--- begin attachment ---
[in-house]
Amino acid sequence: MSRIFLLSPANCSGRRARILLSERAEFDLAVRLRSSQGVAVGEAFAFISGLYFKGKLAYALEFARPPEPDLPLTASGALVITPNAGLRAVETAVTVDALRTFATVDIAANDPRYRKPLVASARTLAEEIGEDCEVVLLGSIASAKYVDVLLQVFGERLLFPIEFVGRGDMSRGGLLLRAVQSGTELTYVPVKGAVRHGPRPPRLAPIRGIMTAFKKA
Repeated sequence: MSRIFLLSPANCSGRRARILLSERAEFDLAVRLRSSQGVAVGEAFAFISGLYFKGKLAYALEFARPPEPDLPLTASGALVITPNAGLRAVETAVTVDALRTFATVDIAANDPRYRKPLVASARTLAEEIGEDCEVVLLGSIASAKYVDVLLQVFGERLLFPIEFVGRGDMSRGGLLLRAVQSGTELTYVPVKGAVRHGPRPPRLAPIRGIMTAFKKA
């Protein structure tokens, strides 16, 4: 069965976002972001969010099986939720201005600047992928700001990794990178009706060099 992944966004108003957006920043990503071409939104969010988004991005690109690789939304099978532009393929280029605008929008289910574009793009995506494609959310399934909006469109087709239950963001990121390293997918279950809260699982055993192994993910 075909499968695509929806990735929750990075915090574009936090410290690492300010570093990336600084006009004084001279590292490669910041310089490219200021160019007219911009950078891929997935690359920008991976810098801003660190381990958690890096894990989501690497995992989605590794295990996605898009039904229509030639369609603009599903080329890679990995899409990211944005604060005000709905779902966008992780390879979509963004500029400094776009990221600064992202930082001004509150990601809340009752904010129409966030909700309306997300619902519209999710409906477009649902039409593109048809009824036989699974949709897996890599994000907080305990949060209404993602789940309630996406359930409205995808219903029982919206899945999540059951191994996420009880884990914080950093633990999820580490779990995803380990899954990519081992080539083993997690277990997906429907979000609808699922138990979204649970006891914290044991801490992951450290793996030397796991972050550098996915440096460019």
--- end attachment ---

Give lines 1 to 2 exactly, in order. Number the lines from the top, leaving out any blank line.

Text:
[in-house]
Amino acid sequence: MSRIFLLSPANCSGRRARILLSERAEFDLAVRLRSSQGVAVGEAFAFISGLYFKGKLAYALEFARPPEPDLPLTASGALVITPNAGLRAVETAVTVDALRTFATVDIAANDPRYRKPLVASARTLAEEIGEDCEVVLLGSIASAKYVDVLLQVFGERLLFPIEFVGRGDMSRGGLLLRAVQSGTELTYVPVKGAVRHGPRPPRLAPIRGIMTAFKKA